Express Scripts estimates that diabetes drug costs could be cut in half by eliminating “pharmacy-related waste.” It defines waste as “using higher-priced medications when more affordable, clinically equivalent alternatives were available” and “using the most cost-effective and clinically appropriate pharmacies, including narrower networks of retail pharmacies, home delivery and specialty pharmacies like Accredo.”

Yet these apparently large savings opportunities, in the biggest category of traditional drug spend, could not be contained in 2013. As a result, 2013 diabetes trend was 14.4%, compared with the 8.9% forecast.


Think about the diabetes example as you read Dr. Miller’s comments in Bloomberg’s Express Scripts Raises Pressure on Gilead for Drug Price:
“Gilead could have a great year this year and lose all its market share a year from now,” Miller said. “The FDA has fast-tracked several other medications and we believe early 2015 is when there will be competitors in the marketplace.”
“The companies that will be second and third to the market here will have to play catch up,” Miller said. “We could shift the market share as soon as a competitor comes out. We need to start a national debate on fairness in drug pricing.”
Wow, that’s pretty tough talk. Per Express Scripts and the Inevitability of Formulary Exclusion, Express Scripts has shown that it is willing to exclude products from its national formulary. Is Express Scripts really ready to lower the boom on Gilead’s highly effective new therapy? And if they do, will it work?


  1. Adam - great post. Do you think ESRX's exclusion of many of Novo's diabetes products in favor of Lilly going to be able to put a dent in their diabetes trend? It's interesting because share of medications like Victoza, while taking a step down early in the year, has steadily rebounded, and I don't know how that works out given they were just kicked out of one of the largest formularies in the country. thoughts?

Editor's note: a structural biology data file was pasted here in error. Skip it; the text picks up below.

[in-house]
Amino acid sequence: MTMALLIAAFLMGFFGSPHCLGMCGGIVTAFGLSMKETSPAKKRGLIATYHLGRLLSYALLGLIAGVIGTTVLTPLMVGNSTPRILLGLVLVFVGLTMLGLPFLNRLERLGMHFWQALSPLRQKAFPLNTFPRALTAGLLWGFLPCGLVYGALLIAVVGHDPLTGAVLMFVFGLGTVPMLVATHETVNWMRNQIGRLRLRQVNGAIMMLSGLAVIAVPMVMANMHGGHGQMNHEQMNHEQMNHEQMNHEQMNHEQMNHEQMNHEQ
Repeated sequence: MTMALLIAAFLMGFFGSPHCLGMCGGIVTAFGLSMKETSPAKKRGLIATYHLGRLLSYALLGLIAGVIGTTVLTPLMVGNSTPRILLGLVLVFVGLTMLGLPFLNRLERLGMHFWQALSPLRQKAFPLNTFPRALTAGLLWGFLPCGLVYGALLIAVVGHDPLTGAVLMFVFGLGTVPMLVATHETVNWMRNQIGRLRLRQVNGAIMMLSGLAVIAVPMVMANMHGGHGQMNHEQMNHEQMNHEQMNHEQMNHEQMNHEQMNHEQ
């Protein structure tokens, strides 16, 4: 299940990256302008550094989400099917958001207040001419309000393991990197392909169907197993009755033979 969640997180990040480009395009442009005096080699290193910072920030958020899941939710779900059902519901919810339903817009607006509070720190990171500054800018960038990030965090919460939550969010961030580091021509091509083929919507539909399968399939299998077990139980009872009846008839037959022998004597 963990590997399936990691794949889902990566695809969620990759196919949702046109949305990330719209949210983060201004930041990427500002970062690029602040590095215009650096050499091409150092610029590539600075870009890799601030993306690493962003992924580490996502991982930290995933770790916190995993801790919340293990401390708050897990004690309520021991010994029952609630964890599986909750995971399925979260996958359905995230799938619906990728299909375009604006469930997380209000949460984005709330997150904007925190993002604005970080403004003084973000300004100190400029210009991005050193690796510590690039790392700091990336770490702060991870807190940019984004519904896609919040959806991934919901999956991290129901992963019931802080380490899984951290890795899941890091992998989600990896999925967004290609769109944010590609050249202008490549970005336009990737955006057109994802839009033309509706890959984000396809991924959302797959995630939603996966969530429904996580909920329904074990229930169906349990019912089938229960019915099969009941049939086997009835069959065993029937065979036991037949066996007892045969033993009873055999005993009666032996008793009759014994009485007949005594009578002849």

2. Adam, the point that you didn’t talk about is that while the PBM’s can talk tough and roll out closed formularies du jour, if Plan sponsors aren’t ready to take the hard steps that drive member complaints the PBM’s are a paper tiger. I haven’t looked in a while but the percent of clients that actually take these national formularies is really small and they are really more of a ‘stake in the ground’ rather than an iron hammer.

  3. I presume that's what they are hoping, although the forecasts don't show much decline.

    Here are Express Scripts' Diabetes drug trend forecasts (source):
    2014: +11.2%
    2015: +12.2%
    2016: +10.5%

    Unfortunately, the forecast doesn't separate utilization vs. unit costs. Stay tuned.

  4. I not sure even ESI van convince physicians to with hold therapy on a drug that has superior clinical outcomes. Where is patient benefit in this discussion and long term reduction of other medical costs? I assume it is excluded from ESI cost projections because they have no line of sight into medical expenditures.